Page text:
1 Introduction

We make more and more decisions in the context of sociotechnical systems, having to reason with the information we receive from the system and act based on the options it presents us with. Desiere et al. (2019) offer a range of such examples in use by public employment services, and the use of COMPAS by the US judicial system and HireVue’s AI system that automatically scores job applicants are two more examples where users end up relying on system output to make (high impact) decisions. This sociotechnical contextFootnote 1 brings with it a conceptual challenge: how can we design the overarching systems such that their use leads to optimal decisions? One aspect of this is getting users to rely on the system when its outputs are correct. That is a challenge of its own, as users frequently do not follow the advice of algorithms as much as they should (e.g. Erlei et al., 2020; Logg et al., 2019). However, we want to look at the opposite challenge: how to design for the case where the algorithm is mistaken. What happens in these cases, and what are the different ways in which we might try to make users aware of system errors?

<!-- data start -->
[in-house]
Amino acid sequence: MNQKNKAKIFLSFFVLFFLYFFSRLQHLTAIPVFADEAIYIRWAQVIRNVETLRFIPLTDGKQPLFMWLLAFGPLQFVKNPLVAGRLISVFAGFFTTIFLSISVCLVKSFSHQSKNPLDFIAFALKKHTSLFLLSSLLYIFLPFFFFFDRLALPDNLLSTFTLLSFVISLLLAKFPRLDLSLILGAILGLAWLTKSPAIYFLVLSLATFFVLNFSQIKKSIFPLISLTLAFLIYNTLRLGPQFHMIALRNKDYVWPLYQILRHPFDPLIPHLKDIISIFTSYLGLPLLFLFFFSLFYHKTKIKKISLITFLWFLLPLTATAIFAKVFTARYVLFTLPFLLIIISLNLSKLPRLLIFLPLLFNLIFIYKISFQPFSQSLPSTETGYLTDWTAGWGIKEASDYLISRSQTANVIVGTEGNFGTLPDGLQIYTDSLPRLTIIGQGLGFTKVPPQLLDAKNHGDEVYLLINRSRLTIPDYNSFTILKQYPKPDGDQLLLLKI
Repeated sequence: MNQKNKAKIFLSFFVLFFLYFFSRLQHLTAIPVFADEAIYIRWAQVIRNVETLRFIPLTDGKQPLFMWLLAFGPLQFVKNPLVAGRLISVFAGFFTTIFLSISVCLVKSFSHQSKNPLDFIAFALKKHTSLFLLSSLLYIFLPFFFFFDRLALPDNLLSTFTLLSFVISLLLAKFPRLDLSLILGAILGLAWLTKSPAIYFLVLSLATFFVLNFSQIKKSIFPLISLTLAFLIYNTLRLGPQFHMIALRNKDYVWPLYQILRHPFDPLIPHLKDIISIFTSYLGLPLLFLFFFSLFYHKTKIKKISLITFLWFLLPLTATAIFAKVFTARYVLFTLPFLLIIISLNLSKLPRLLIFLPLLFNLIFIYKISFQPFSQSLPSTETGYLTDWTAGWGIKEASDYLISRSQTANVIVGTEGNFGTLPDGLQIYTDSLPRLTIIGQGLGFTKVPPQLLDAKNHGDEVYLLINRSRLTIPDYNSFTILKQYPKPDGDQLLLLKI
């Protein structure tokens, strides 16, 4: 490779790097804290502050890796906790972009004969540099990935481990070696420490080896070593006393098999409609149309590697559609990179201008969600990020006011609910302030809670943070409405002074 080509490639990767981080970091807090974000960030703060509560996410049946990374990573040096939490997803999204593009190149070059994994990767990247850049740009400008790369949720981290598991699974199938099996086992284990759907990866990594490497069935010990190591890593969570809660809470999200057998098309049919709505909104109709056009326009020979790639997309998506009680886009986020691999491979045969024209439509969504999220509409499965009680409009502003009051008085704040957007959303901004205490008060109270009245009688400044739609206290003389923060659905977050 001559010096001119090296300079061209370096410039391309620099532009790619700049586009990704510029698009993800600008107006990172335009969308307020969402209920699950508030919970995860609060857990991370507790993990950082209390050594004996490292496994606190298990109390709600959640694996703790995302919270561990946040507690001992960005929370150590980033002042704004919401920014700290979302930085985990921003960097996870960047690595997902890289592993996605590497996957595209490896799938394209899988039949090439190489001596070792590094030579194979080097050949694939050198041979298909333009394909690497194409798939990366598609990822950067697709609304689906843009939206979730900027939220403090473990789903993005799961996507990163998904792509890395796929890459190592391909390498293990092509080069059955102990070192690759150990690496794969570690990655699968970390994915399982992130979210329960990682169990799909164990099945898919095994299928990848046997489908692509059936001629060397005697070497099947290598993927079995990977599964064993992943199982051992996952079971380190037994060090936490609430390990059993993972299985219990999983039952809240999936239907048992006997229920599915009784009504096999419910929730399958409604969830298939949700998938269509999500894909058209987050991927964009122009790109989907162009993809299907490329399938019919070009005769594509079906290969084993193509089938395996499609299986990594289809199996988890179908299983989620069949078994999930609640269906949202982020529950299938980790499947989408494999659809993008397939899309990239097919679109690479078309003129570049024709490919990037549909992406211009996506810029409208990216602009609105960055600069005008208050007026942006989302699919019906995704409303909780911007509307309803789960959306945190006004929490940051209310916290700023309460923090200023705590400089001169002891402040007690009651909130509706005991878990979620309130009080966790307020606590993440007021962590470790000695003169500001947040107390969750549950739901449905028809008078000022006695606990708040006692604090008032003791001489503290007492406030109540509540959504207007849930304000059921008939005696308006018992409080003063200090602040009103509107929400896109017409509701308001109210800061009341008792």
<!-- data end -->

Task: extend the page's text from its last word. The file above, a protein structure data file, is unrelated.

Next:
This is a pressing issue, as mistakes of this kind are bound to happen and there are a good number of historical examples to be found. The case of Stanislav Petrov, who averted nuclear war by choosing to report an incoming missile alert as a system malfunction to Soviet command (Chan, 2017), is a particularly admirable one. On September 26, 1983, their early-warning system gave off a loud alarm that five intercontinental ballistic missiles had been launched by the US. The system went from reporting ‘Launch’ to ‘Missile strike’, indicating that this information was of the “highest” level of certainty. Soviet ground radar had detected nothing, but would not have during the first few minutes of a missile launch. Still, Petrov decided after five minutes (of the 25 that he had before a missile might strike) that it was probably a false alarm, partly based on the idea that no first strike would have only five missiles, partly based on his distrust in the system. It turned out afterwards that the early-warning system was triggered by the reflection of sunlight off the tops of clouds. Though the automated system malfunctioned, a good final decision was reached thanks to the user. The sociotechnical system as a whole managed to avert a catastrophic mistake.